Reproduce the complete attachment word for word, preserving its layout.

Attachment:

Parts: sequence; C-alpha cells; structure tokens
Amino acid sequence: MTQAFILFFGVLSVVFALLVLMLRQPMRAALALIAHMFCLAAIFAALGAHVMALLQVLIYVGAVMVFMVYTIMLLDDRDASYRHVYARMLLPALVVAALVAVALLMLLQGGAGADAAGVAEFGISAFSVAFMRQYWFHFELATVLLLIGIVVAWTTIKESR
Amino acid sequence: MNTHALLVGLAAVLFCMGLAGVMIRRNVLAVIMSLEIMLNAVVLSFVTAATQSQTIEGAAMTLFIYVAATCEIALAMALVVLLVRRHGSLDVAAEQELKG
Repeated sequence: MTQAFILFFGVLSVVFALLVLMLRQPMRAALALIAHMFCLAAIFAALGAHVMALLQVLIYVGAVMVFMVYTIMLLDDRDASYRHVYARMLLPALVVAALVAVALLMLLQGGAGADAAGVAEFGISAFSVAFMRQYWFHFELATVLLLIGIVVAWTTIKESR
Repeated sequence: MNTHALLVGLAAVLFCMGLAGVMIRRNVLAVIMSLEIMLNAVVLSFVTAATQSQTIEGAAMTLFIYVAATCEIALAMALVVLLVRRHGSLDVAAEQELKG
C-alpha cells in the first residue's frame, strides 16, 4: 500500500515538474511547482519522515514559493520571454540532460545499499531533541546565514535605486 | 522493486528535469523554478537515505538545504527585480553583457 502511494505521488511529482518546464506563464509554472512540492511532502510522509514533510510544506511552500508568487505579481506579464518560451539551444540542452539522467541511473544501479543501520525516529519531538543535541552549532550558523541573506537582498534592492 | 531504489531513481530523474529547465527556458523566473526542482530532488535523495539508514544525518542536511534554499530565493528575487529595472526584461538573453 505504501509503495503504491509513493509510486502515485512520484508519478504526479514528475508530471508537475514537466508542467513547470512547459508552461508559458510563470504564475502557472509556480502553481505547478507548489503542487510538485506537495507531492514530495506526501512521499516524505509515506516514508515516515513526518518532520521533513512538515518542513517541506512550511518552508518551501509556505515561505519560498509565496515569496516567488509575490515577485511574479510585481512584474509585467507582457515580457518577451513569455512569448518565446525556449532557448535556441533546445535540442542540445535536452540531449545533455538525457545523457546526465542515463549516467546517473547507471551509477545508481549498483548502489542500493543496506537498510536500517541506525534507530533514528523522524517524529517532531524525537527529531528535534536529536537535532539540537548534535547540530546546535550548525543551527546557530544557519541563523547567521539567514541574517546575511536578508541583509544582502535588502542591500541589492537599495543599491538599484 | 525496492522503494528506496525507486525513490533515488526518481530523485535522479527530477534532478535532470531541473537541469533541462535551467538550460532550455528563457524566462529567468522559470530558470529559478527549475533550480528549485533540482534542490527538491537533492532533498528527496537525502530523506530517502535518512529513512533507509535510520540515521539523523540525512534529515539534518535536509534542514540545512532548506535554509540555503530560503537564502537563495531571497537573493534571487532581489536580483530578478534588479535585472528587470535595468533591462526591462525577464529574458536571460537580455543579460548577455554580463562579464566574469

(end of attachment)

Parts: sequence; C-alpha cells; structure tokens
Amino acid sequence: MTQAFILFFGVLSVVFALLVLMLRQPMRAALALIAHMFCLAAIFAALGAHVMALLQVLIYVGAVMVFMVYTIMLLDDRDASYRHVYARMLLPALVVAALVAVALLMLLQGGAGADAAGVAEFGISAFSVAFMRQYWFHFELATVLLLIGIVVAWTTIKESR
Amino acid sequence: MNTHALLVGLAAVLFCMGLAGVMIRRNVLAVIMSLEIMLNAVVLSFVTAATQSQTIEGAAMTLFIYVAATCEIALAMALVVLLVRRHGSLDVAAEQELKG
Repeated sequence: MTQAFILFFGVLSVVFALLVLMLRQPMRAALALIAHMFCLAAIFAALGAHVMALLQVLIYVGAVMVFMVYTIMLLDDRDASYRHVYARMLLPALVVAALVAVALLMLLQGGAGADAAGVAEFGISAFSVAFMRQYWFHFELATVLLLIGIVVAWTTIKESR
Repeated sequence: MNTHALLVGLAAVLFCMGLAGVMIRRNVLAVIMSLEIMLNAVVLSFVTAATQSQTIEGAAMTLFIYVAATCEIALAMALVVLLVRRHGSLDVAAEQELKG
C-alpha cells in the first residue's frame, strides 16, 4: 500500500515538474511547482519522515514559493520571454540532460545499499531533541546565514535605486 | 522493486528535469523554478537515505538545504527585480553583457 502511494505521488511529482518546464506563464509554472512540492511532502510522509514533510510544506511552500508568487505579481506579464518560451539551444540542452539522467541511473544501479543501520525516529519531538543535541552549532550558523541573506537582498534592492 | 531504489531513481530523474529547465527556458523566473526542482530532488535523495539508514544525518542536511534554499530565493528575487529595472526584461538573453 505504501509503495503504491509513493509510486502515485512520484508519478504526479514528475508530471508537475514537466508542467513547470512547459508552461508559458510563470504564475502557472509556480502553481505547478507548489503542487510538485506537495507531492514530495506526501512521499516524505509515506516514508515516515513526518518532520521533513512538515518542513517541506512550511518552508518551501509556505515561505519560498509565496515569496516567488509575490515577485511574479510585481512584474509585467507582457515580457518577451513569455512569448518565446525556449532557448535556441533546445535540442542540445535536452540531449545533455538525457545523457546526465542515463549516467546517473547507471551509477545508481549498483548502489542500493543496506537498510536500517541506525534507530533514528523522524517524529517532531524525537527529531528535534536529536537535532539540537548534535547540530546546535550548525543551527546557530544557519541563523547567521539567514541574517546575511536578508541583509544582502535588502542591500541589492537599495543599491538599484 | 525496492522503494528506496525507486525513490533515488526518481530523485535522479527530477534532478535532470531541473537541469533541462535551467538550460532550455528563457524566462529567468522559470530558470529559478527549475533550480528549485533540482534542490527538491537533492532533498528527496537525502530523506530517502535518512529513512533507509535510520540515521539523523540525512534529515539534518535536509534542514540545512532548506535554509540555503530560503537564502537563495531571497537573493534571487532581489536580483530578478534588479535585472528587470535595468533591462526591462525577464529574458536571460537580455543579460548577455554580463562579464566574469